Does this have some connection to the power that humans have over animals or what? It seems like, for the most part, animals are gentle beings that are molded by the actions of their owners.

It is understandable that all wallowed at the news of Siddhartha’s departure.

Why is it that Kanthaka died? Could this be foreshadowing of more deaths to come?

Hmm… five dreams? This must represent something significant.

Those were some STRANGE dreams.

Ahh – this describes the image that must associate with “Buddha.” He is seated with legs crossed and is facing towards the east.

Week 11 Reading Diary A: Life of Buddha

I wonder what the significance, if any, is of the six tusks.

So was Maya always a queen? I didn’t see anything indicating that she was.

I find it to be a bit peculiar that king Suddhodana distributed food and drink upon hearing of the good news. Is this custom in their culture?

Well, it seems like the earth is certainly joyous at the impending birth of Buddha.

This collection of stories has been quite metaphorical – I suppose there is no better way to tell it.

It sounds like the land was quite merry in the land of Kapilavastu.

So prince Siddhartha was raised by his aunt? Interesting!

So there is a connection between Rama and prince Siddhartha – Visvamitra. This must have been quite a special teacher.

So, was it prophesied that someone would become “the Buddha?”       

It was intended that Siddhartha would never see the infirmities of the world – this seems odd.
                                                                  A Young Prince

Wednesday, March 25, 2015

Storytelling for Week 10: Avian Assessment

Swoosh! Down went Bhimi as he flew straight for earth’s surface. His siblings – Korza and Khamki – had no choice but to do the same.

“Why in the world are we going to land in the middle of India?” asked Khamki. “I mean, after all we are heading southwest, aren’t we?”

“Oh hush,” barked Bhimi.

“I grew tired. We’ve flown over 300 miles today.”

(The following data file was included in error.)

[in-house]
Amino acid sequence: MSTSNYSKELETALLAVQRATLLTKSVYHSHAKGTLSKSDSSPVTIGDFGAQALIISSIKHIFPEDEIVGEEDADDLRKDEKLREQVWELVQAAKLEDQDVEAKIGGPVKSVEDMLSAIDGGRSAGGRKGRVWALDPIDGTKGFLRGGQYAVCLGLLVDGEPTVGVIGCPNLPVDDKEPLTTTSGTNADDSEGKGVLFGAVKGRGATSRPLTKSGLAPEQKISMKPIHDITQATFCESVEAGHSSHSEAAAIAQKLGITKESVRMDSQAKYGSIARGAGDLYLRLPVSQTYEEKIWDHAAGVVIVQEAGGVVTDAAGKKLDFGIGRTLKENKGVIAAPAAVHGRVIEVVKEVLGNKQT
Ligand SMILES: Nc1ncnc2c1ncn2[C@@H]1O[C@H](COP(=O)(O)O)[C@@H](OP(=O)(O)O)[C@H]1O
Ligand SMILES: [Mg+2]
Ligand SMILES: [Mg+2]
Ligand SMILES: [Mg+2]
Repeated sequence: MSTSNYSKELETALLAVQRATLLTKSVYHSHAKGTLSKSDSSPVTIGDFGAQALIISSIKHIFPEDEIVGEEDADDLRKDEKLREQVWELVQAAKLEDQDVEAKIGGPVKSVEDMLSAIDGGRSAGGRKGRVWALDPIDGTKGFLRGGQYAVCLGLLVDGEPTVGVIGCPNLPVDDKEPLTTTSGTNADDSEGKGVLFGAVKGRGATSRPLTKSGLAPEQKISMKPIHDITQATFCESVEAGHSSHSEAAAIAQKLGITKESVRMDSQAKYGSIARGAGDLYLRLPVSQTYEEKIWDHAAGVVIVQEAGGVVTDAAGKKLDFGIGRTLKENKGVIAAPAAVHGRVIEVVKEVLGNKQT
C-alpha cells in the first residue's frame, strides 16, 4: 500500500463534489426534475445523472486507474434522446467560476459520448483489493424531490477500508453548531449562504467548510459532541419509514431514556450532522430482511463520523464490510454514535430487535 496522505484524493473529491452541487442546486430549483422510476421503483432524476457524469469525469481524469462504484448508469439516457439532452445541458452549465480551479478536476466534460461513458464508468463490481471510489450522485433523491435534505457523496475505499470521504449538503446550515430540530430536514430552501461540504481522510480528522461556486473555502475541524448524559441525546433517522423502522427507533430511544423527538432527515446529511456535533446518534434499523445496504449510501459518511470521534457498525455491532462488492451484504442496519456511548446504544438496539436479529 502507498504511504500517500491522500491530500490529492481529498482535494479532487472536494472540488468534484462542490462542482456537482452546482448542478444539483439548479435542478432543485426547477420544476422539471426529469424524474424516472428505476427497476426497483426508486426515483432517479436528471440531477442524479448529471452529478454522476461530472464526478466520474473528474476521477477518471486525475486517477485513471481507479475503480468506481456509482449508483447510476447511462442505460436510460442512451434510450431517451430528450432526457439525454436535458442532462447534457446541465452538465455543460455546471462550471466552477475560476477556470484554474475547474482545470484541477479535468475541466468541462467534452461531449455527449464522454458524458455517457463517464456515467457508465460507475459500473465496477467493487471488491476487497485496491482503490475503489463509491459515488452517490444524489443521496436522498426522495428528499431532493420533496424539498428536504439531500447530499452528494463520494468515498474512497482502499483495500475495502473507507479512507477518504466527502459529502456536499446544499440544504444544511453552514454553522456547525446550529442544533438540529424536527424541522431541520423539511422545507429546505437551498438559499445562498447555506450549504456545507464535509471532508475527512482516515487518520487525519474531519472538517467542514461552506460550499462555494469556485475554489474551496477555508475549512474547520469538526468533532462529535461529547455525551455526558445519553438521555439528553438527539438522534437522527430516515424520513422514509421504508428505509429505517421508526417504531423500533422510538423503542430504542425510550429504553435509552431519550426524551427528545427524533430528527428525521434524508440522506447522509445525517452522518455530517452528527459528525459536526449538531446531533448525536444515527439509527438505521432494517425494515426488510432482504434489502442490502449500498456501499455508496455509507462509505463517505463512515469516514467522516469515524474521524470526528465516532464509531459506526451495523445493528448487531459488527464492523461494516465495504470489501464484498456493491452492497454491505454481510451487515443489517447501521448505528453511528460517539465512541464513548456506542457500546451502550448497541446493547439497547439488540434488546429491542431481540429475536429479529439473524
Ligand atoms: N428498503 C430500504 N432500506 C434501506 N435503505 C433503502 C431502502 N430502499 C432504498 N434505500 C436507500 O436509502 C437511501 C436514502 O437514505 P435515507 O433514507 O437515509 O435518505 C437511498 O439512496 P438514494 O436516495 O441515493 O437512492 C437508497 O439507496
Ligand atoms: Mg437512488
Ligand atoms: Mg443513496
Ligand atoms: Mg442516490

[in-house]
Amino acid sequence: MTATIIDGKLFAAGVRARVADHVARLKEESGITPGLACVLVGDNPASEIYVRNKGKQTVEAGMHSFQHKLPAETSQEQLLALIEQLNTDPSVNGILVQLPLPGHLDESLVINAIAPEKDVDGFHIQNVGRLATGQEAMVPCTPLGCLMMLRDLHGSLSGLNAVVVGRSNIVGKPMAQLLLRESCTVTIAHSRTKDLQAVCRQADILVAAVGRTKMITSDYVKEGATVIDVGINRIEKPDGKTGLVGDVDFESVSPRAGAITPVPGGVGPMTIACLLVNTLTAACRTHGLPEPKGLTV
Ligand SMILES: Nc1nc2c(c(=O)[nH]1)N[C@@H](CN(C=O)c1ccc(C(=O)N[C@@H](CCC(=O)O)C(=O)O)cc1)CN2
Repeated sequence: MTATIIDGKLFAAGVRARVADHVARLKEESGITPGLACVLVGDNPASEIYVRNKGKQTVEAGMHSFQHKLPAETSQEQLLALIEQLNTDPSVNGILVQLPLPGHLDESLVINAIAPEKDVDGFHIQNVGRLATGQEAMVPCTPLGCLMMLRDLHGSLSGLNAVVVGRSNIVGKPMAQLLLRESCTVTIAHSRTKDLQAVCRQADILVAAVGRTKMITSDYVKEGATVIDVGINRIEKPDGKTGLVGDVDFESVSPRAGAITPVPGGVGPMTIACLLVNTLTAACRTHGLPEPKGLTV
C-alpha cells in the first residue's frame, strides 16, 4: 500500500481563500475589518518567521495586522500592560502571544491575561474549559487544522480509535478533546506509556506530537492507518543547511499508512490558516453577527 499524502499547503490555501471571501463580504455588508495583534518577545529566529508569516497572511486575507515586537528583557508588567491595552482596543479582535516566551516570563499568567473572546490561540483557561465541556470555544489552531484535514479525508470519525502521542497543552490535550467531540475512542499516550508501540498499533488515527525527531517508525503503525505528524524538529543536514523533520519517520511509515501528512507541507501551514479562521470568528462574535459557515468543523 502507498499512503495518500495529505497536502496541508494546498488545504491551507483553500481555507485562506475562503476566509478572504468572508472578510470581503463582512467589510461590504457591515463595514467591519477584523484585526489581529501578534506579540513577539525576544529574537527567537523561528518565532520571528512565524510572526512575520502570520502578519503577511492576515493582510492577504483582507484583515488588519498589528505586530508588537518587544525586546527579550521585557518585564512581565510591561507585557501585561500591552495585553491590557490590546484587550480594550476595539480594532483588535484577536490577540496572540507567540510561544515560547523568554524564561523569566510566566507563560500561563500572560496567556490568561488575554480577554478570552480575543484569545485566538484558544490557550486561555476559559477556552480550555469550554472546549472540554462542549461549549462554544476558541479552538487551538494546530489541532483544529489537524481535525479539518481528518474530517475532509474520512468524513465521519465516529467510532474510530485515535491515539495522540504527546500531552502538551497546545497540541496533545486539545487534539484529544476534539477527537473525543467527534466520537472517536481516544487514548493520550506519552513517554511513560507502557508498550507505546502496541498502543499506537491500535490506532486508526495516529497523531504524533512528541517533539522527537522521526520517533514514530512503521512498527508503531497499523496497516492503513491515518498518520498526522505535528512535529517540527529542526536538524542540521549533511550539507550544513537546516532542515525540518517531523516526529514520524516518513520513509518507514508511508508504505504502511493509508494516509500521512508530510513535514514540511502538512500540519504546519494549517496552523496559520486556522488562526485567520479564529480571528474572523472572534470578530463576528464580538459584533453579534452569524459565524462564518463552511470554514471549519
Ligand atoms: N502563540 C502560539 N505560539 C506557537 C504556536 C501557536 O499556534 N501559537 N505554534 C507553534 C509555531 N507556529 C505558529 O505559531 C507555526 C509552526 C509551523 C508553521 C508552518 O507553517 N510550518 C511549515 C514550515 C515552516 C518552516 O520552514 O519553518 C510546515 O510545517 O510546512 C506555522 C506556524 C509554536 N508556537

“Yeah, that’s what you get to look forward to with aging,” joked Korza. “You will have to stop and take breaks.”

Khamki gestured as if her back was hurting to poke fun at Bhimi. Both She and Korza got a good laugh out of it, but Bhimi – not so much.

“Look, just because I’m the eldest and most mature of us three doesn’t mean you can disrespect me. Mom and Dad will be quite pleased to see, so let’s just rest a little and make it back to see them in a few days,” said the wise Bhimi.

“Now help me find a place for us to land before it gets too dark.”

“How about we aim for that clearing in the woods where all of those humans are gathered. Maybe there is some sort of a festival going on,” declared Khamki.

The three finches slowed their descent and nestled on a tree branch just a few feet from an eclectic bunch of fowls.

“Well hey there,” said an eagle perched right below them. “What brings you to the battle for Hastinapura?”

“The battle for what?” cried Korza.

“Hastinapura” shouted a vulture from a few feet down on the field.

“I’m sorry, but we are just stopping by on our migration west,” explained Bhimi. “We had no intent to participate in a battle.”

The fowls turned to look at the finches and burst out in laughter.

“Oh my! No, we’re not going into any type of battle here,” uttered a sparrow who sat just below them. “This is the battle for the kingdom of Hastinapura.”

The eagle cut in, “We’re nothing but spectators for this event. It promises to deliver plenty of action if you’d like to stay and watch.”